- Death tax repeal so that Washington doesn’t add to the hardship of losing a loved one.
- Permanent state and local sales tax deduction so that the tax burden on hard working American taxpayers is reduced.
- Two bills to protect our national computer networks from growing cyber threats – each of which garnered more than 300 votes – so that the government and private businesses can share vital information.
- Funding to house and train our military and ensure that we can meet the growing health care needs of our nation’s veterans so that our military receive the support they need and our veterans receive the care they deserve.
- Funding to safely maintain our nuclear weapons stockpile and provide for critical infrastructure projects so that we are prepared for any uncertainty in the 21st century.
- A balanced Budget Conference Report so that our children can have the opportunity to invest in their future instead of paying for our past.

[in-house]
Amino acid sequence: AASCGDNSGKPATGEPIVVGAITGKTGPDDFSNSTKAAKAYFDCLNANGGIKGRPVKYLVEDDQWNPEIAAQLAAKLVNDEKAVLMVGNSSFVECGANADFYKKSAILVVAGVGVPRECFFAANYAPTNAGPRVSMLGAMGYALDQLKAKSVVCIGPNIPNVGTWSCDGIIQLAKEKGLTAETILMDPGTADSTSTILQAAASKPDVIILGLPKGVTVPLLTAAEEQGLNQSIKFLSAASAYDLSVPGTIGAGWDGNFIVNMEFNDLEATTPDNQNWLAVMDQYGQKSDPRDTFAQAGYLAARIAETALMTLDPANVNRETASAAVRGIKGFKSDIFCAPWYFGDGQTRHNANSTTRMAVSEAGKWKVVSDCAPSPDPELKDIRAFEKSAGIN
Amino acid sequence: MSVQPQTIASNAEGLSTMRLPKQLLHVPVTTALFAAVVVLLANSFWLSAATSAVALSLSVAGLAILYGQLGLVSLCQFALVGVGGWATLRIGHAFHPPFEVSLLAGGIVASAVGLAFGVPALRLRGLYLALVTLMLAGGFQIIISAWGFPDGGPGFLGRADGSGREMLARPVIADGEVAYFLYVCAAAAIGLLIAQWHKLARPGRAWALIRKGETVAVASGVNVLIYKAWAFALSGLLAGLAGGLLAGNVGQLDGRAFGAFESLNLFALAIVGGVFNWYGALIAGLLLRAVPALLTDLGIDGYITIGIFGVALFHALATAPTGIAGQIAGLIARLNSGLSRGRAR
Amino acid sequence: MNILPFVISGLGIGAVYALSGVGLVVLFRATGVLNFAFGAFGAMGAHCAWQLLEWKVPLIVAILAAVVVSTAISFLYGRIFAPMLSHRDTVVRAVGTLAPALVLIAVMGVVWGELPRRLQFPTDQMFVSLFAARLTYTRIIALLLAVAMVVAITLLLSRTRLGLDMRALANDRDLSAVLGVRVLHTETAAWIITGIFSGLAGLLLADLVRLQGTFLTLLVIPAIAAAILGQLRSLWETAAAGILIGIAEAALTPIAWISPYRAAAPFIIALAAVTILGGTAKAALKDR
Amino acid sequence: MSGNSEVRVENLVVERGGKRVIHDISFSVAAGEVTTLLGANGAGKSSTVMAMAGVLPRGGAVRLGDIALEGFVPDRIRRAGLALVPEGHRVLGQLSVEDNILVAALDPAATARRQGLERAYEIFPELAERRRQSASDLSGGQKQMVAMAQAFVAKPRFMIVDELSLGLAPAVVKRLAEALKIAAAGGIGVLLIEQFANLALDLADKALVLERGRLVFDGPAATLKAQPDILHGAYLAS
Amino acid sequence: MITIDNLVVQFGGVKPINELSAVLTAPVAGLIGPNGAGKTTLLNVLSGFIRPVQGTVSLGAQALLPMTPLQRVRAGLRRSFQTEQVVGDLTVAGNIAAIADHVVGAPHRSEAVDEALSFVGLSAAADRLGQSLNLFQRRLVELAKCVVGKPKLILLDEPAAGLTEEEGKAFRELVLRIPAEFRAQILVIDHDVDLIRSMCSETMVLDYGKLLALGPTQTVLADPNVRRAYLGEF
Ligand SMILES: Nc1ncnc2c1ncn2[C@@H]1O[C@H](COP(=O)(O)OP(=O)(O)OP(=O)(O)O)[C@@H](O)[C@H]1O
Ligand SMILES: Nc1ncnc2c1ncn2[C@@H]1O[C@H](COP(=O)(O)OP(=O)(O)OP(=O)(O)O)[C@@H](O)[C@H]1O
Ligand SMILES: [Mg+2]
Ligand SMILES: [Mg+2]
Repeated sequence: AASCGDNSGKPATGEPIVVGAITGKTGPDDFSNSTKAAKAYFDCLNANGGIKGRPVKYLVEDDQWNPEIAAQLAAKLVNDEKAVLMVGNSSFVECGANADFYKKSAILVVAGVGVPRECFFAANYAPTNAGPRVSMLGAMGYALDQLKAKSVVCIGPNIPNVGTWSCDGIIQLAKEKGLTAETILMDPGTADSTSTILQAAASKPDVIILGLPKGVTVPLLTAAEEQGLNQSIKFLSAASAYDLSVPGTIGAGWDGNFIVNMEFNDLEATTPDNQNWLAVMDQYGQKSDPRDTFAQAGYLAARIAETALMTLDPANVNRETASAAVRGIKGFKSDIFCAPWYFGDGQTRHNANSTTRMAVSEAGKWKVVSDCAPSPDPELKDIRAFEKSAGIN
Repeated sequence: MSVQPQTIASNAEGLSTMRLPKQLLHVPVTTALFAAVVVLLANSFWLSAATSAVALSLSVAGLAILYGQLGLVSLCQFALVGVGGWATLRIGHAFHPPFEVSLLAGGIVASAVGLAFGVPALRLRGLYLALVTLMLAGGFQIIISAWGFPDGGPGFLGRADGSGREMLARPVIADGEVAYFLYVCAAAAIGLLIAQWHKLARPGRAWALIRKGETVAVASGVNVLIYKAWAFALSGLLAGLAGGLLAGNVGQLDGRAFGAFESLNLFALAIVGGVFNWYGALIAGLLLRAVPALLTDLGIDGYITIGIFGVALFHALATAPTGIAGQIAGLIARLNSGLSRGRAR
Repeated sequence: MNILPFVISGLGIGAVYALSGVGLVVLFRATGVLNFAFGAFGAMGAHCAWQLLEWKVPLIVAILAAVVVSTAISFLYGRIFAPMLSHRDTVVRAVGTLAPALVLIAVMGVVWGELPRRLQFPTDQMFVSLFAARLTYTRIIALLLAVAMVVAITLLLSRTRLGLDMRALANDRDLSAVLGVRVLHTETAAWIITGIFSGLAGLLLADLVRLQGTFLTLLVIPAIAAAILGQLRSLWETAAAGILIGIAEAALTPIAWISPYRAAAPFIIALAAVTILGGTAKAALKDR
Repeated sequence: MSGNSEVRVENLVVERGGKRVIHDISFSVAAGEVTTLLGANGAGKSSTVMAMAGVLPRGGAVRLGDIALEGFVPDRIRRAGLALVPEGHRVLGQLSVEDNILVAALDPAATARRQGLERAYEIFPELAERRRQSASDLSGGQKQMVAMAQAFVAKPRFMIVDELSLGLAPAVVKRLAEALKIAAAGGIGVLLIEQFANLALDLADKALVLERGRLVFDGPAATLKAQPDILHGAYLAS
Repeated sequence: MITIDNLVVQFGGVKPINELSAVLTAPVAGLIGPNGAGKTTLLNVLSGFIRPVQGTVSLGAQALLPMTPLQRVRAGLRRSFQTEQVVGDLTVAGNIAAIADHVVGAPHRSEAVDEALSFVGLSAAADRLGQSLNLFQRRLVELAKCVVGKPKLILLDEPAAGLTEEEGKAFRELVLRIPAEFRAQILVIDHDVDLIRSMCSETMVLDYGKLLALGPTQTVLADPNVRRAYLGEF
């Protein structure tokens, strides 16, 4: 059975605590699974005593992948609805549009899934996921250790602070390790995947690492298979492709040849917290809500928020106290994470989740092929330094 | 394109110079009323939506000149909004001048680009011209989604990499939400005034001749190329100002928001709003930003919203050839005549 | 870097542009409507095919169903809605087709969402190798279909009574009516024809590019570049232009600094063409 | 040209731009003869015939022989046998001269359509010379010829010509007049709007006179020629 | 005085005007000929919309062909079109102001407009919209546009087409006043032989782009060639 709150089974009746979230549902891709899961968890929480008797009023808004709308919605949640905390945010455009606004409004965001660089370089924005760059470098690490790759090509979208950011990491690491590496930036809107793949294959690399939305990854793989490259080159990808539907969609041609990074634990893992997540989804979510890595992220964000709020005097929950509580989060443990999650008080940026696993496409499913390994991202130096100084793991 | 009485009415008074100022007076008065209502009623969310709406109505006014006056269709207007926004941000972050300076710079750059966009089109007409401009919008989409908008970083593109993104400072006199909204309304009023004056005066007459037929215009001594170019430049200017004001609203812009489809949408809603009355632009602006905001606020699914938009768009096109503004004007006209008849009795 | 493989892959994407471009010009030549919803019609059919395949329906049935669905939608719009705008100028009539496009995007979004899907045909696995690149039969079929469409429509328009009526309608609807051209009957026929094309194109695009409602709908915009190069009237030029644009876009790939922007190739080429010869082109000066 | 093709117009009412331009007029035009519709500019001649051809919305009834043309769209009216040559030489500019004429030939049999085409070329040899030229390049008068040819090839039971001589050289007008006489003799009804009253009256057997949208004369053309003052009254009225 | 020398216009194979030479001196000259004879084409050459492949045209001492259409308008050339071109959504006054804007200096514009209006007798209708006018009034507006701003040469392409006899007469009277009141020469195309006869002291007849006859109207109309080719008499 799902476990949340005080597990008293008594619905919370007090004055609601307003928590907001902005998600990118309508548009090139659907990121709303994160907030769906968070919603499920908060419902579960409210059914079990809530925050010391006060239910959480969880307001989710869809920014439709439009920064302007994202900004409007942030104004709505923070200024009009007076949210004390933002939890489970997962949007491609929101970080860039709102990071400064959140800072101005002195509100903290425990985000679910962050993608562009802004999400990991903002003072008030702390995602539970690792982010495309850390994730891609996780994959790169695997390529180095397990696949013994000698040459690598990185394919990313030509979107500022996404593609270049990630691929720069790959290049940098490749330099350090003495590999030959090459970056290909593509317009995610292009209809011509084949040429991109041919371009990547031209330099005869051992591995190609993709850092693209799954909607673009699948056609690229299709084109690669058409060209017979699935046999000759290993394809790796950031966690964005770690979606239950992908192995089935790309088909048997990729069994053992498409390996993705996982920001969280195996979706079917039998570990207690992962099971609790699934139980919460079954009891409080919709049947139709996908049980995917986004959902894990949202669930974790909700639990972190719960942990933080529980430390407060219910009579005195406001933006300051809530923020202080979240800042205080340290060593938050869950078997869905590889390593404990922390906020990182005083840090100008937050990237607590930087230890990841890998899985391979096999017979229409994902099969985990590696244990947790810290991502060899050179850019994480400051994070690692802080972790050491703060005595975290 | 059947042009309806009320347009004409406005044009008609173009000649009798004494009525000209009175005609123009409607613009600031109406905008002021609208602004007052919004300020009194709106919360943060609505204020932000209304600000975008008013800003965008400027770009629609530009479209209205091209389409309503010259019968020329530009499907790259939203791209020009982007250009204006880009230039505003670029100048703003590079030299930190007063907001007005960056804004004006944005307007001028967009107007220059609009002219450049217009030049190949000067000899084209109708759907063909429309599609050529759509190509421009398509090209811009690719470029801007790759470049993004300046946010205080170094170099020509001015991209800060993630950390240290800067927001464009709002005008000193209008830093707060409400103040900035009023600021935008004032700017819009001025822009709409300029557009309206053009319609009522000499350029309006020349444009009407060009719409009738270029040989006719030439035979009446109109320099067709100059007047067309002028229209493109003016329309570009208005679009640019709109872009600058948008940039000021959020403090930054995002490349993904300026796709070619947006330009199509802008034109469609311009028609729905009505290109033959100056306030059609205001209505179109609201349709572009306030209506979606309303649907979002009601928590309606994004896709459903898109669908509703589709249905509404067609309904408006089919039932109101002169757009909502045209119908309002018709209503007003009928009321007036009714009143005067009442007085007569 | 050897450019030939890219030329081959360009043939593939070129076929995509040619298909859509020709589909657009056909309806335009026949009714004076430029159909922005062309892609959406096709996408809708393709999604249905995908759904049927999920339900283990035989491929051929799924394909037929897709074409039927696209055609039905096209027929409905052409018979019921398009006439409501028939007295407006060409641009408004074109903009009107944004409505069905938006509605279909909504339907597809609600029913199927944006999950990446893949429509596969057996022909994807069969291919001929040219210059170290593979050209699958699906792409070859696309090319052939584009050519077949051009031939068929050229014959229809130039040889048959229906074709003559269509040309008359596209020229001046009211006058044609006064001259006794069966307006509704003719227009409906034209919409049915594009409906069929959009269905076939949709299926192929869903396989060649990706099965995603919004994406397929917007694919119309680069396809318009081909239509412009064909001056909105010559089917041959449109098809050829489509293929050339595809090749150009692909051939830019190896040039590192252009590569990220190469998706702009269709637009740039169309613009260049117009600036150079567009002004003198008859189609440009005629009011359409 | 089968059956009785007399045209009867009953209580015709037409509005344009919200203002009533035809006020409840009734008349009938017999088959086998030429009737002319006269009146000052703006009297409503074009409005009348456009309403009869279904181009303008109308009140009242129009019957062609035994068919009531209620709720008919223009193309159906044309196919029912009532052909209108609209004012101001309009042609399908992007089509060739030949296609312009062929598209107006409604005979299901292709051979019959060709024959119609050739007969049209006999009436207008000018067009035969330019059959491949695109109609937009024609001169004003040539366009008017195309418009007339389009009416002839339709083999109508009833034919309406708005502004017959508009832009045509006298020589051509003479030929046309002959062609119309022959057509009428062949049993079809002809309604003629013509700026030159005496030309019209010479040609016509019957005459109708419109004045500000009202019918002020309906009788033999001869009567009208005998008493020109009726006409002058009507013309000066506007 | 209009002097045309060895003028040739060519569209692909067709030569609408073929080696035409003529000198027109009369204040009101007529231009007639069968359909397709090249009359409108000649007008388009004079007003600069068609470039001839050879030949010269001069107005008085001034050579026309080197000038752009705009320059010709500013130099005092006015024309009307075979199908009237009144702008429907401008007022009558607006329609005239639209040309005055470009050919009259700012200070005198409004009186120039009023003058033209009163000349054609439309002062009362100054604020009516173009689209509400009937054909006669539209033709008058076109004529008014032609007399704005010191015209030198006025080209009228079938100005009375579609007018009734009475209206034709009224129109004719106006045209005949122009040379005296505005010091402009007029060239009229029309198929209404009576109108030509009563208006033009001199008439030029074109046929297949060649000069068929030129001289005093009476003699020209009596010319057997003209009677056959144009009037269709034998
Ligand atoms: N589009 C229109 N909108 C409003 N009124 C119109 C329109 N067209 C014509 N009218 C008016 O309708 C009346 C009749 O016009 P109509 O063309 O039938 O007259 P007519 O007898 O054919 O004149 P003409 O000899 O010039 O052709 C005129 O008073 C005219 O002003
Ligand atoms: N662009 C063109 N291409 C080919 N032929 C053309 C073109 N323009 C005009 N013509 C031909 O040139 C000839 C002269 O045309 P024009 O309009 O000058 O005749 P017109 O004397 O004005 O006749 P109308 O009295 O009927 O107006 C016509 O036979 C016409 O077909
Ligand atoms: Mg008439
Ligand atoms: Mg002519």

May 18th – 21st | Innovation Building a 21st Century Economy Innovation and an entrepreneurial spirit are woven into our identity as Americans. We are the pioneers that always look beyond to the next frontier. From sending a man to the moon to leading the internet revolution, the world has always looked to America to lead into the future. And time and again, we have delivered that and much more. American-born advancements have shaped every aspect of our modern world. Our smartphones—which evolve daily—have enabled instant global communication and a more robust exchange of ideas and knowledge. Our children and grandchildren have the chance for longer and healthier lives because of breakthroughs in medical technologies and drug treatments. Cutting edge processes have turned the United States into a leader in energy production, while better data and advanced weather warning systems hold the promise of saving lives from natural disasters. But the truth is, the next great medicine, energy source, or communication platform won’t be stamped “made in Washington” on the bottom. Our greatest asset—and the biggest driver of American innovation—is the American people, and we need laws that support and enable the American people instead of regulations that hold them back. Innovation is essential to achieving and maintaining economic prosperity in this increasingly competitive world. Yet our place as the most innovative nation on earth cannot be taken for granted. We must stay focused on promoting growth and expanding opportunities for the next great idea. In that vein, we will start in May with what I hope will be an ongoing push towards advancing science and technology with consideration of: